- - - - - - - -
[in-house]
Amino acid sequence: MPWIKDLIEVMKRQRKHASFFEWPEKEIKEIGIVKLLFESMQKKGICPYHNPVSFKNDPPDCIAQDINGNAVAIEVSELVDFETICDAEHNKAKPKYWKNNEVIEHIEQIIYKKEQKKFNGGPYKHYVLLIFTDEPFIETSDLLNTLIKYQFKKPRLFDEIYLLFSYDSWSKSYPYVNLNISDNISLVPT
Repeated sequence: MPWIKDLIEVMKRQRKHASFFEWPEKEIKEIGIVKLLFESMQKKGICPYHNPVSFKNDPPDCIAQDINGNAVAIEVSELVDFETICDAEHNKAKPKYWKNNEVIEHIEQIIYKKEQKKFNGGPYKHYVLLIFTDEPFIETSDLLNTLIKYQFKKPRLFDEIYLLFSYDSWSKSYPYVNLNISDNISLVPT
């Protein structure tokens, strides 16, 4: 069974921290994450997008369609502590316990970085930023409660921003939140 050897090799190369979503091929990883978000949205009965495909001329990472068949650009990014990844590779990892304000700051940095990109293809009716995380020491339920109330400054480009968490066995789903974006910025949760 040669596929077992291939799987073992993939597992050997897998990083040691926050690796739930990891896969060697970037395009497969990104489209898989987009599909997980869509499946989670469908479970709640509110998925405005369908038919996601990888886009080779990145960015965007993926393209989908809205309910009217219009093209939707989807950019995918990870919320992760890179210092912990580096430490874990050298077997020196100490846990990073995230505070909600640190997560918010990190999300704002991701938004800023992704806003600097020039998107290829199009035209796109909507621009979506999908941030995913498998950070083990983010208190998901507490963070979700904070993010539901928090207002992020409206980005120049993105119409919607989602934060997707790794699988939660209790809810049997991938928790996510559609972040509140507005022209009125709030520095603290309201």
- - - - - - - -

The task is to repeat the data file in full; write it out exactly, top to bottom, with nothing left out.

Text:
[in-house]
Amino acid sequence: MPWIKDLIEVMKRQRKHASFFEWPEKEIKEIGIVKLLFESMQKKGICPYHNPVSFKNDPPDCIAQDINGNAVAIEVSELVDFETICDAEHNKAKPKYWKNNEVIEHIEQIIYKKEQKKFNGGPYKHYVLLIFTDEPFIETSDLLNTLIKYQFKKPRLFDEIYLLFSYDSWSKSYPYVNLNISDNISLVPT
Repeated sequence: MPWIKDLIEVMKRQRKHASFFEWPEKEIKEIGIVKLLFESMQKKGICPYHNPVSFKNDPPDCIAQDINGNAVAIEVSELVDFETICDAEHNKAKPKYWKNNEVIEHIEQIIYKKEQKKFNGGPYKHYVLLIFTDEPFIETSDLLNTLIKYQFKKPRLFDEIYLLFSYDSWSKSYPYVNLNISDNISLVPT
């Protein structure tokens, strides 16, 4: 069974921290994450997008369609502590316990970085930023409660921003939140 050897090799190369979503091929990883978000949205009965495909001329990472068949650009990014990844590779990892304000700051940095990109293809009716995380020491339920109330400054480009968490066995789903974006910025949760 040669596929077992291939799987073992993939597992050997897998990083040691926050690796739930990891896969060697970037395009497969990104489209898989987009599909997980869509499946989670469908479970709640509110998925405005369908038919996601990888886009080779990145960015965007993926393209989908809205309910009217219009093209939707989807950019995918990870919320992760890179210092912990580096430490874990050298077997020196100490846990990073995230505070909600640190997560918010990190999300704002991701938004800023992704806003600097020039998107290829199009035209796109909507621009979506999908941030995913498998950070083990983010208190998901507490963070979700904070993010539901928090207002992020409206980005120049993105119409919607989602934060997707790794699988939660209790809810049997991938928790996510559609972040509140507005022209009125709030520095603290309201």